Expected increase in child abuse cases brings awareness to existing need for foster care homes

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AMARILLO, Texas (KFDA) - Child abuse hotline inquiries in the U.S have jumped by nearly 14 percent early in the pandemic, according to a research published Monday in the journal Jama Pediatrics.

In our region, the increase in calls is shining a light on a recurring problem, the critical need for foster care homes.

Throughout the years, it has been difficult for the Texas Department of Family and Protective Services (DFPS) to keep children in Region 1, which includes 41 counties in the Texas Panhandle and South Plains, within their home county.

“They’ve just been pulled from a home and everything that they know so, is very important to try to keep the things that we can keep the same normal for them,” said Laura Bownds, supervisor of foster care homes and adoption for Saint Francis Ministries.

The pandemic forced many placement agencies to move training and meetings online, resulting in a backup in the process of potential parents getting verified, making the need for foster parents more drastic.

“During quarantine, we had a whole lot of families very interested in coming through the process, but some of the requirements to become a foster parent are TB test and some of the clinics weren’t doing those,” said Bownds. “Also, obtaining finger prints so, when those slow down, it kind of slow downed the process for families.”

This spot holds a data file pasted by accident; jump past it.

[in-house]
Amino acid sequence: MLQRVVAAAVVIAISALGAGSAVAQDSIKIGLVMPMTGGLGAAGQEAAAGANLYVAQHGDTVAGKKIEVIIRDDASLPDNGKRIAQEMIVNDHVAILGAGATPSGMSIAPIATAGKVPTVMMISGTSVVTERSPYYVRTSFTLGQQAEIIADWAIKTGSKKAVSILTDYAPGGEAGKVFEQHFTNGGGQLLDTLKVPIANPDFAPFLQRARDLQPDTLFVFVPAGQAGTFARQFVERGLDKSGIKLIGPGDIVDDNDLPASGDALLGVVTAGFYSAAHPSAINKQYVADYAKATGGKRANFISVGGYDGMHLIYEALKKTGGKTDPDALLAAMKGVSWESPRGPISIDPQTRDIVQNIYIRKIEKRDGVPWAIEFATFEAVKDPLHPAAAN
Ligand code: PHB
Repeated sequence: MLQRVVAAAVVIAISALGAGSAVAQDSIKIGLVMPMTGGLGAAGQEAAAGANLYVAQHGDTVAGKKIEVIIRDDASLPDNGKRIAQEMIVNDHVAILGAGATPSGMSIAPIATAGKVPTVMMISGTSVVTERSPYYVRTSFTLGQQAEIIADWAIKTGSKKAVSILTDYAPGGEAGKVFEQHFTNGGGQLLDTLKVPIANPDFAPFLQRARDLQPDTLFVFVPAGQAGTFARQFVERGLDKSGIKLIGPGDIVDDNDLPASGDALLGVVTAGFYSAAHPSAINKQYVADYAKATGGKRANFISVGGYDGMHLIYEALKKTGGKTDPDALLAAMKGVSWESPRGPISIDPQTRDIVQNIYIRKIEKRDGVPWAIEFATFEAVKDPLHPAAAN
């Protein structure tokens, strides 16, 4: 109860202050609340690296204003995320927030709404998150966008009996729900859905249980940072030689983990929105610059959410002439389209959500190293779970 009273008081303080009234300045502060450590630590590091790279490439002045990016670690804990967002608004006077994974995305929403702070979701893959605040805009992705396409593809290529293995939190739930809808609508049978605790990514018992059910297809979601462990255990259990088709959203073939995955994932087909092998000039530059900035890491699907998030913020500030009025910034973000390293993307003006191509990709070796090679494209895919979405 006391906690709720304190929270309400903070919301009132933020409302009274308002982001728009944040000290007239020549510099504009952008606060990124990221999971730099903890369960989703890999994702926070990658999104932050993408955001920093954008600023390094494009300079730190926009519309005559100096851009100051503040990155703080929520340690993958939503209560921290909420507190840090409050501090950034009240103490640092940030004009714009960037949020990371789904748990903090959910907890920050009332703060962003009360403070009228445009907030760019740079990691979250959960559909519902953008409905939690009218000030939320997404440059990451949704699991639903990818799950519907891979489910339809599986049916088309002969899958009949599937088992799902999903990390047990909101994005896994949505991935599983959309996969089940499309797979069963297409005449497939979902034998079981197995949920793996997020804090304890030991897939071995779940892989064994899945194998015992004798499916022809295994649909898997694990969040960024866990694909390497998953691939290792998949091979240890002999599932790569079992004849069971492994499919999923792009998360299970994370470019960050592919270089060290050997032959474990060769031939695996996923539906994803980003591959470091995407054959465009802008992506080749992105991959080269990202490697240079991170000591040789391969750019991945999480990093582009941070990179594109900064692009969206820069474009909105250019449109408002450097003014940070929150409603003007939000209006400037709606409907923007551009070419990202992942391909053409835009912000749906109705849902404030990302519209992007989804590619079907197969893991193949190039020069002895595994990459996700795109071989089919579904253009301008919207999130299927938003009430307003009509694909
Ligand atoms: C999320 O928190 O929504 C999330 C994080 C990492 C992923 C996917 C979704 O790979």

Although the process of getting verified has gotten back to normal, the need for families still prevails.

According to DFPS, in March of 2021, in Randall and Potter counties 378 of 505 children (74%) in foster care were placed outside of their home county.

The lack of foster care homes within our regions continues to have a bigger impact for those kids in the 13 and over age group and those with special needs, as the number of people who apply for those licenses is low as it is.

“We’re hopeful that there will be more families that will have an interest in provide care for kids so that we’re not having to send kiddos, especially the older ones and the sibling groups far away,” said Bownds.

Ones who are expanding their services due to the increase in placements are the Panhandle Orphan Care Network (POCN).

For the last six years, the nonprofit has been doing what’s called placement packages.

“An agency like Saint Francis, they contact us and provide the contact information for the family,” said Matt Darrah, executive director of Panhandle Orphan Care Network. “We contact the family an we say ‘okay, what are some items that you might need for that family.’”

Such items include, diapers, clothing, car seats and more.

The items are collected through donations and stored in what they call Moses Closets. The network currently runs two of those and because of the demand is looking to add a third one at Baptist Church in Claude.

“We’re receiving a lot of calls and we’re looking to spread out to different churches throughout the panhandle,” said Darrah.

POCN currently works with three of the placement agencies in our regions and is looking to expand.

If you would like to help with Moses Closets, you can do so by being a volunteer or donating items.

According to the nonprofit’s executive director, they currently need boys and baby clothing, and items must be new.

For more information on how to become a foster parent, you can sign up for an informational session here.

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